17th October 2001
Good to see Dr John last night with the great “Creole Moon” album backing group. I was especially thrilled at a 15 minute version of The Night Tripper’s I Walk on Gilded Splinters plus Such A Night as an encore. The guitar player, Renard Poché was a joy to watch. Afro hair, black and white floral flares, fuzz box, wah-wah, vocoder effect, never a smile. He looked and sounded as if he’d stepped out of early Funkadelic.
The sound balance was a let-down. It’s hard in a 1920s theatre (with an empty balcony and only half full downstairs), but so often shows indicate a lack of competence or care from the sound guys. Roscoe’s drums were well-amplified, as was the guitar which had a small Fender amp fed into the PA with a mic. Paul Barard, the bass player is incredibly good (check the album) and it was a pity his sound was so muddy and blurred, though that could be the instrument or his own amp, as he was the only one not controlled by the PA. I was third row from the front, and perhaps it sounded OK at the back where the console was. But Dr John’s mic was harsh and sibillant too and probably pushing just 10% too loud so it was on the edge of going over. The hall has a lot of reverberation, but Van Morrison usually gets over it (a bigger audience helps of course). I loved a lot of the Dr’s act, but I noticed the brightest spots were the Duke Ellington stuff, covers like ‘Cottonfields / Goodnight Irene’ and ‘Candy’ and the really old ‘Walk On Gilded Splinters.’ The issue I think is that the Dr’s boogie playing and charisma are without fault, but some of his own material is too samey … and to be brutally honest, slightly dull. Great, great playing from all concerned. Lacking in melody.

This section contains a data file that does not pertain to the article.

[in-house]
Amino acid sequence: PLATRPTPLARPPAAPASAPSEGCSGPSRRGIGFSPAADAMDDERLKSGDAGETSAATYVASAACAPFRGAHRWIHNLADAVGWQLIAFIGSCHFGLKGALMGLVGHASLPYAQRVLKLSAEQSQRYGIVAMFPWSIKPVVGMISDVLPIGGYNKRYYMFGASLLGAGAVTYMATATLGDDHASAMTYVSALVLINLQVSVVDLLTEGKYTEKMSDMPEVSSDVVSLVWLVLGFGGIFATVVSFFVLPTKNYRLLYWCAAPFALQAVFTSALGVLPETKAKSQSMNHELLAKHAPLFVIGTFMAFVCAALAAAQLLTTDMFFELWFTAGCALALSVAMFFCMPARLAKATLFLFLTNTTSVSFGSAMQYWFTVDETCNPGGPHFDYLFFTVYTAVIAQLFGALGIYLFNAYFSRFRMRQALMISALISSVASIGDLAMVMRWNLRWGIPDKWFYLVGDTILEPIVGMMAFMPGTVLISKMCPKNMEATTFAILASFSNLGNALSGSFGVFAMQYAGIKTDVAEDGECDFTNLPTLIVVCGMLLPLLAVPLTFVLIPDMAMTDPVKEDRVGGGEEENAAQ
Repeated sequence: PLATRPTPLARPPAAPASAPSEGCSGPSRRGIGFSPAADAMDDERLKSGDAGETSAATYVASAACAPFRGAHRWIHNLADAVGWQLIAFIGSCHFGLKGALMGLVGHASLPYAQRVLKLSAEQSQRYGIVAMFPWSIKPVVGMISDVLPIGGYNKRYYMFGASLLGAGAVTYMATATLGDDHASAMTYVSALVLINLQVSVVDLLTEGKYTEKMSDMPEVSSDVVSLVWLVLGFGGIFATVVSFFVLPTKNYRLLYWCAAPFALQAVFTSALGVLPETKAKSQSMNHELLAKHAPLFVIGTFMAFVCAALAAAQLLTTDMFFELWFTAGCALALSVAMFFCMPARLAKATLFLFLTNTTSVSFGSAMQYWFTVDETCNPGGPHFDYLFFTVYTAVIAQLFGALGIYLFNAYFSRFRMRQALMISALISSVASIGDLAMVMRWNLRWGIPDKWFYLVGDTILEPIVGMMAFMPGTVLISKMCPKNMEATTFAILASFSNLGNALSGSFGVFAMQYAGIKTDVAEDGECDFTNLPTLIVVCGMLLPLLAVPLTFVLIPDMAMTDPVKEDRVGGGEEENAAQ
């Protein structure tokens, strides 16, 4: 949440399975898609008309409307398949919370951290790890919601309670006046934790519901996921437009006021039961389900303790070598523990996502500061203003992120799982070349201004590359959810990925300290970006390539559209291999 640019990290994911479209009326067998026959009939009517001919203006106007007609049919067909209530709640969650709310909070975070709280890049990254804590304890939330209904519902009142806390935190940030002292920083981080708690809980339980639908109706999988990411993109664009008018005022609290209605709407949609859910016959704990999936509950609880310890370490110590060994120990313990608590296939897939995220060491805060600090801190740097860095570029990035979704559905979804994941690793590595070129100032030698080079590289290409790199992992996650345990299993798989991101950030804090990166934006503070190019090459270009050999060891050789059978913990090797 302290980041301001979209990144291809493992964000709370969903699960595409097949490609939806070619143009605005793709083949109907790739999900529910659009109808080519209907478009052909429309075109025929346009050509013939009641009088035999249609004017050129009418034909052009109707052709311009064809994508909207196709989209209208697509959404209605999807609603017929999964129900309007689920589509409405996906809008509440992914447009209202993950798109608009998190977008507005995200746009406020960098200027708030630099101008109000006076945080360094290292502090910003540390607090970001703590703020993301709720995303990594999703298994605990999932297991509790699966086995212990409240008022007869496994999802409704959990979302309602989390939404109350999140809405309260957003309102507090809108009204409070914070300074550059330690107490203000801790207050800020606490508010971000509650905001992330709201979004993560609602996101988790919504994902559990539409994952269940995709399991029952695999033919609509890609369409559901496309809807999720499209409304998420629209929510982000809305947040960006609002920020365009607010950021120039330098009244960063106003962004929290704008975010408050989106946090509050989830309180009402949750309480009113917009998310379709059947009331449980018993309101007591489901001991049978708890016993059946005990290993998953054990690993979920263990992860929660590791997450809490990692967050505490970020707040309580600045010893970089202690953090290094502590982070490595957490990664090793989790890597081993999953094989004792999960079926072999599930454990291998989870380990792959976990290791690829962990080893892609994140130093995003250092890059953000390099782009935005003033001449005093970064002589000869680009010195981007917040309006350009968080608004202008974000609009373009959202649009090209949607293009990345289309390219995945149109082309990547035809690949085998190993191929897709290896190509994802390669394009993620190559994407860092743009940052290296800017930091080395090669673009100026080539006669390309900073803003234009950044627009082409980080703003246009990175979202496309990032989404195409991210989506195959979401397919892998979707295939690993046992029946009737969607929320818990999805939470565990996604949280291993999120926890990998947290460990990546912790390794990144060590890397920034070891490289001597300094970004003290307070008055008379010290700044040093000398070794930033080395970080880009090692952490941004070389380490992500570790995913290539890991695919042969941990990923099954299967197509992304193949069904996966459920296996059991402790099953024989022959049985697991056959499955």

It was a highly professional show, exactly 90 minutes to the second without encore, this guy knows his contract. He also knows that you add the encore to the 90 minute contract, unlike so many who include it. He was watching a clock for the main set and would have been accurate to within a few seconds.
My usual grumble though. The tickets said “Doors open 7pm” which is a weird message in a venue with numbered seats. An apology on the door said “concert at 8 pm”. Then there’s a very nervous young woman singer songwriter for 30 minutes. Good effort, but not what you’d come to see. Then you get the 30 minute interval even though only one mic and one monitor needed shifting. Then you get the 90 minute concert 9 pm to 10.30 pm. I’d rather have arrived at five to nine and missed the first hour. (Into repeat mode), you don’t go to see a theatre company and get an unbilled extra play for half an hour followed by a long interval before the event. Intervals are because you need a break, a drink and a pee, which you shouldn’t after 30 minutes. I applaud Van the Man, Paul Simon, and Michelle Shocked all of whom have ditched this unecessary nonsense and gone straight to the main event (and added a half hour to the 90 minute standard into the bargain). Promoters take note. I know that support spots give new artists a chance and I’ve seen some memorable ones, but they should be billed. As ever, last night’s said her name twice. Once right in the opening applause. Once right in the closing applause. I didn’t catch it either time. That’s a serious error when you’re getting unbilled exposure. I also know that for many artists T-shirts and CDs make more profit than the show, and there were none.
Still, it was another guest at The Last Waltz ticked off my must-see list.